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Too much emphasis on elite sport spending

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Otautahi – New global research has found the trickle down benefits from hosting large sporting events, such as commonwealth games, to participant levels shows no evidence according to analysis of multiple studies, ExerciseNZ chief executive Richard Beddie says. 

The research authors even criticised the methodology of most of the studies saying they lacked true independence and academic rigour, Beddie says. 

“There is too much emphasis on elite sport spending to the detriment of physical activity participation.

“The trickle down participation works about as well as trickle down economics that big businesses making lots of money which should trickle down to the lower income levels, but it doesn’t.

“I’m not against investment in large sporting events per se, as there can be other benefits such as economic ones, but the idea that this leads to increased participation and then using this as part of the argument for investment is now proven to be flawed.

“Participation in any physical activity is far more beneficial to New Zealand as a whole and needs far more government investment. It not only saves hundreds of millions in avoidable health costs, but enables traditionally disadvantaged groups to live longer healthier lives.

“Going to the gym if treated as a sport is actually bigger that rugby, cricket and netball combined in terms of participation but gets almost no investment simply because there are no gold medals to give out.”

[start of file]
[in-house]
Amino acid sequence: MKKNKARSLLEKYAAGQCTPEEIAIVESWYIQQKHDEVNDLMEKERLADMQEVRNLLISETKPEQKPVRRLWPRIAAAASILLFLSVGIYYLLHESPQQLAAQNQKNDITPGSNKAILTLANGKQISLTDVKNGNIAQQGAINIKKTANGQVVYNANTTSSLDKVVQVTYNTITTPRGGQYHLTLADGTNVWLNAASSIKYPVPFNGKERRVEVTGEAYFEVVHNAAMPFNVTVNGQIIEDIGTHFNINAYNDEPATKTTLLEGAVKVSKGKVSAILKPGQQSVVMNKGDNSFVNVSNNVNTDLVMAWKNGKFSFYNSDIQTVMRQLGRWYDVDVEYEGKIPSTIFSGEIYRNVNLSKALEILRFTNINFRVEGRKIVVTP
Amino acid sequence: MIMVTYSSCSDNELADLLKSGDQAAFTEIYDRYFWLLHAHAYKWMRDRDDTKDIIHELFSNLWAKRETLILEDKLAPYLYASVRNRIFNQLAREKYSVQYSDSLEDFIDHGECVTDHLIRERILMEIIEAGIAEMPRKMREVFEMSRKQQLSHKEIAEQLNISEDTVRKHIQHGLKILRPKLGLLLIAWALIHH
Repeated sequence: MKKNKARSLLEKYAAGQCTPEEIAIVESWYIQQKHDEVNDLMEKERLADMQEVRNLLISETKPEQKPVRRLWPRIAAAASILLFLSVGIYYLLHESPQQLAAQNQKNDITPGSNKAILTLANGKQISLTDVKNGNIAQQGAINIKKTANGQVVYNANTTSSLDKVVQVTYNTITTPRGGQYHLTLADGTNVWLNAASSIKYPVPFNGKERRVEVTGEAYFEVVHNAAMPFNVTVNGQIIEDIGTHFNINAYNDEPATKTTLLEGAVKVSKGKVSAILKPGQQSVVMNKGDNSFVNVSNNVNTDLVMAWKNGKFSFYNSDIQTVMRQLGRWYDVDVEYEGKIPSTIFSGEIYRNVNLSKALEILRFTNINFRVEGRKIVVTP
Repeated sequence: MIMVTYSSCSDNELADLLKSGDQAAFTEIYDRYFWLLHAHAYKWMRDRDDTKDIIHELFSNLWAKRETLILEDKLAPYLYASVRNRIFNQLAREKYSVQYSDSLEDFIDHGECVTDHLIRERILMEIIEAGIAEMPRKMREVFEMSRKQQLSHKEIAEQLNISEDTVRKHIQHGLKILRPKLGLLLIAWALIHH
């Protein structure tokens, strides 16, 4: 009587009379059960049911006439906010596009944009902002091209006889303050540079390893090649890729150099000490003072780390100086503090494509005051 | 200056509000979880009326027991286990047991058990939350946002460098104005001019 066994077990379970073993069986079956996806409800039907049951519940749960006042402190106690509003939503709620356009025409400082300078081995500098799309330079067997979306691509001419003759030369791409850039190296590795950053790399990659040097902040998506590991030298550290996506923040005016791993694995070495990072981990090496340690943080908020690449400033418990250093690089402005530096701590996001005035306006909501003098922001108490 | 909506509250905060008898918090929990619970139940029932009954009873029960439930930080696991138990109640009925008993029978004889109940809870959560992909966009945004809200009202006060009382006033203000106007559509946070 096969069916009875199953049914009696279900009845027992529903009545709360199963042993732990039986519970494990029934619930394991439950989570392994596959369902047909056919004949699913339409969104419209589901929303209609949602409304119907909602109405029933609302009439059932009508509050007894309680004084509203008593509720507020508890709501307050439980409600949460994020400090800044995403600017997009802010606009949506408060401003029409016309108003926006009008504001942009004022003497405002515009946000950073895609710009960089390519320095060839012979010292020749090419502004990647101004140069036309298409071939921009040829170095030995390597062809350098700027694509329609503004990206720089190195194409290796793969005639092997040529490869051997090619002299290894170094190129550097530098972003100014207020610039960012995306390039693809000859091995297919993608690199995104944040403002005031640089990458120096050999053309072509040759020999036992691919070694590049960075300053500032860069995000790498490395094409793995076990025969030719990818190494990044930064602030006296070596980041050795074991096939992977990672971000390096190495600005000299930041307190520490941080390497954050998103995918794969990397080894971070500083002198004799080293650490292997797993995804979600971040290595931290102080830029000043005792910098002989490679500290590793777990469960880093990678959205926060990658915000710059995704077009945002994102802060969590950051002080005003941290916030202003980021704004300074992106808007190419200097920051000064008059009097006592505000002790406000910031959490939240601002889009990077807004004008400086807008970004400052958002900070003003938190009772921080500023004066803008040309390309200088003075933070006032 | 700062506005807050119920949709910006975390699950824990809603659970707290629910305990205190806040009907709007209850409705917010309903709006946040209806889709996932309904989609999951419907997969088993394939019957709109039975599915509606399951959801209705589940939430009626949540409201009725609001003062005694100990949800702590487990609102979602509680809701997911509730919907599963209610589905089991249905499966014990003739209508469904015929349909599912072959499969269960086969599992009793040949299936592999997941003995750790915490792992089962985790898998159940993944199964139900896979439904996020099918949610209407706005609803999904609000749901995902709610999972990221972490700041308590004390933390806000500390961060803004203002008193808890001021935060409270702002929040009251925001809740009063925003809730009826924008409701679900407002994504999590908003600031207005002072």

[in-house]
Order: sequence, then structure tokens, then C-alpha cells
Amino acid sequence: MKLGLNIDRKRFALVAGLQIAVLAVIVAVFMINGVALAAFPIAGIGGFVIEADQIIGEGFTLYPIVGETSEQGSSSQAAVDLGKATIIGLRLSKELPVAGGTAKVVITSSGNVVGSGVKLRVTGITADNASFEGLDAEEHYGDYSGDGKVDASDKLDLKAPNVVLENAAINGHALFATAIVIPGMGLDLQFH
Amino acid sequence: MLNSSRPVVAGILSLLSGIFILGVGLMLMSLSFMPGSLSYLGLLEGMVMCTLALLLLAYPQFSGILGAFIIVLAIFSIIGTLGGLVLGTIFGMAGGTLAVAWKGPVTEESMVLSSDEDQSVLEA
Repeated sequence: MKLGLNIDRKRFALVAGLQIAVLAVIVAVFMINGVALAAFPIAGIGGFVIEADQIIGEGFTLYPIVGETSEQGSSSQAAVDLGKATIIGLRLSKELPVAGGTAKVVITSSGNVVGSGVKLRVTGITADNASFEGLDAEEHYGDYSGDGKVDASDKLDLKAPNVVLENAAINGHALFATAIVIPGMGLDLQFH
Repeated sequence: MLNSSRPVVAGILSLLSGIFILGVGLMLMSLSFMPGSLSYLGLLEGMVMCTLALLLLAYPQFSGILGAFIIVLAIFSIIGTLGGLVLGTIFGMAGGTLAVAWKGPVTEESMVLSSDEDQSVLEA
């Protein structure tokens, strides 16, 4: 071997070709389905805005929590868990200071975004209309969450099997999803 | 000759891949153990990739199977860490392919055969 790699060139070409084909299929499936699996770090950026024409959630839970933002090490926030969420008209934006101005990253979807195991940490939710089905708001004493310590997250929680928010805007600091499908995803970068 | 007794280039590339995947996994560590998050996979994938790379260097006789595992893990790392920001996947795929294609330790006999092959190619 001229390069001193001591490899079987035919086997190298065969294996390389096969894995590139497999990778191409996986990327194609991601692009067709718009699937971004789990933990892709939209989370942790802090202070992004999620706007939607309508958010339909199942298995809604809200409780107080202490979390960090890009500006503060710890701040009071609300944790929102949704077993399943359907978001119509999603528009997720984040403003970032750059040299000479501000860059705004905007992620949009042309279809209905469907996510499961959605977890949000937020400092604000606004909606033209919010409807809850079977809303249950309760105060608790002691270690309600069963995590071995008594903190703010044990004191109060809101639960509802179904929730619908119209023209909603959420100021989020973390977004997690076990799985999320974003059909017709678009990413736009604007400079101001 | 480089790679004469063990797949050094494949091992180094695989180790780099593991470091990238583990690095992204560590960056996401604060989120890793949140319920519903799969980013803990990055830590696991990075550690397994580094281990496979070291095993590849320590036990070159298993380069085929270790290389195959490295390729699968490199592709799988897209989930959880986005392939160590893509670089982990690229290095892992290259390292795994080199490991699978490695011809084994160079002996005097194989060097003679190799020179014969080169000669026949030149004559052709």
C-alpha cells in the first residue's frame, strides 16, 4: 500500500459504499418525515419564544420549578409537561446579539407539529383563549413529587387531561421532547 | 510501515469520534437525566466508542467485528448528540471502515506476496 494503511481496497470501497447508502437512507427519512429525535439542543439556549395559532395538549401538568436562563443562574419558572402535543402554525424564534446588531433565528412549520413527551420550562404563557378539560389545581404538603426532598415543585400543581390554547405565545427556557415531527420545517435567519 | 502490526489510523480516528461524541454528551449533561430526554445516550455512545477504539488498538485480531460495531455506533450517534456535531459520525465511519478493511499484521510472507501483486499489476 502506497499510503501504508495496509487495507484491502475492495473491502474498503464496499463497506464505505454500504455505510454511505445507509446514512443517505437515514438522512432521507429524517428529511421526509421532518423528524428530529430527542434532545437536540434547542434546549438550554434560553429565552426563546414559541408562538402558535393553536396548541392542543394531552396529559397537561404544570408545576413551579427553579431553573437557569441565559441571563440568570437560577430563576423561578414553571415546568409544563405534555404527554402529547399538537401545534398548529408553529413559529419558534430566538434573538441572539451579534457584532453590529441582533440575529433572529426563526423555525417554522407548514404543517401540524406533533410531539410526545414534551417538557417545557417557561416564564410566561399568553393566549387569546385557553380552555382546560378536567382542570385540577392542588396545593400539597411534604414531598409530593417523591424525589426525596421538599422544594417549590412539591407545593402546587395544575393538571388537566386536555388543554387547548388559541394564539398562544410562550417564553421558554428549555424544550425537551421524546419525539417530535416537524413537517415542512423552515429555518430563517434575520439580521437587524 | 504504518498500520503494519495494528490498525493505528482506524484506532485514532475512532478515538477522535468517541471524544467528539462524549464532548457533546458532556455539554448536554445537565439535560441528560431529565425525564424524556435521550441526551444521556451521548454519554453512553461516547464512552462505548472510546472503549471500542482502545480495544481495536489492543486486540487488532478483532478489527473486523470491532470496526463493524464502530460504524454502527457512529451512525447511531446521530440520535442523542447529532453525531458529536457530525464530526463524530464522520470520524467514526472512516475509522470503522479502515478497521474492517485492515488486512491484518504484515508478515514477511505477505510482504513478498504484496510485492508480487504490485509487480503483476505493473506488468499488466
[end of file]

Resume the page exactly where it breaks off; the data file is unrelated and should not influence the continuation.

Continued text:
Beddie says hosting events and winning gold medals and world cups are great for Kiwis’ pride, but make very little difference to our personal physical activity habits.”  

However, the majority of the population worldwide does not reach the recommendation levels, especially when strengthening activities are considered, Beddie says. 

In New Zealand just 50 percent of adults meet the World Health Organisation guidelines for physical activity and for children it’s less than 10 percent, Beddie says.

“Physical activity generates economic benefits such as an increase in productivity and a decrease in health care costs. It’s been estimated by Deloitte that the cost of physical inactivity, costs New Zealand $2.3billion a year.”

For further information contact Richard Beddie on 027 5205744 or ExerciseNZ’s media specialist Make Lemonade NZ editor-in-chief Kip Brook on 0275 03018